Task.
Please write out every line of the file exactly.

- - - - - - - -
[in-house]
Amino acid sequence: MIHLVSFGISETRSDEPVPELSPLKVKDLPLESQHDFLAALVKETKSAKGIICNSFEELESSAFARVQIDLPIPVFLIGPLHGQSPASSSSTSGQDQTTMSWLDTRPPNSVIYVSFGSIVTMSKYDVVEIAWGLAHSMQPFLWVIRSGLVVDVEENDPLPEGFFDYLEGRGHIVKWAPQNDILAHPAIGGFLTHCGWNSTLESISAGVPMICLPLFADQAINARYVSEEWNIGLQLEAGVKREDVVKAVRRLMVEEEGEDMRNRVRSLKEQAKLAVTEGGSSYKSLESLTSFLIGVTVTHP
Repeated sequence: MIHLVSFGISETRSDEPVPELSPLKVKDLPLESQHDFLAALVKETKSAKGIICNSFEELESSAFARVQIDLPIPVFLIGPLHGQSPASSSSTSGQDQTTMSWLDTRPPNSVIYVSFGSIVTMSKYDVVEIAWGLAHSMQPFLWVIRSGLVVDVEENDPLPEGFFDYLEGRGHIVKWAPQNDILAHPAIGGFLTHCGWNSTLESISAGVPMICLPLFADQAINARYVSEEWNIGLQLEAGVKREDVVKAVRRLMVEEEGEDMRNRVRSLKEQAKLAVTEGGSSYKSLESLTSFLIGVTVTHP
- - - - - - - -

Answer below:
[in-house]
Amino acid sequence: MIHLVSFGISETRSDEPVPELSPLKVKDLPLESQHDFLAALVKETKSAKGIICNSFEELESSAFARVQIDLPIPVFLIGPLHGQSPASSSSTSGQDQTTMSWLDTRPPNSVIYVSFGSIVTMSKYDVVEIAWGLAHSMQPFLWVIRSGLVVDVEENDPLPEGFFDYLEGRGHIVKWAPQNDILAHPAIGGFLTHCGWNSTLESISAGVPMICLPLFADQAINARYVSEEWNIGLQLEAGVKREDVVKAVRRLMVEEEGEDMRNRVRSLKEQAKLAVTEGGSSYKSLESLTSFLIGVTVTHP
Repeated sequence: MIHLVSFGISETRSDEPVPELSPLKVKDLPLESQHDFLAALVKETKSAKGIICNSFEELESSAFARVQIDLPIPVFLIGPLHGQSPASSSSTSGQDQTTMSWLDTRPPNSVIYVSFGSIVTMSKYDVVEIAWGLAHSMQPFLWVIRSGLVVDVEENDPLPEGFFDYLEGRGHIVKWAPQNDILAHPAIGGFLTHCGWNSTLESISAGVPMICLPLFADQAINARYVSEEWNIGLQLEAGVKREDVVKAVRRLMVEEEGEDMRNRVRSLKEQAKLAVTEGGSSYKSLESLTSFLIGVTVTHP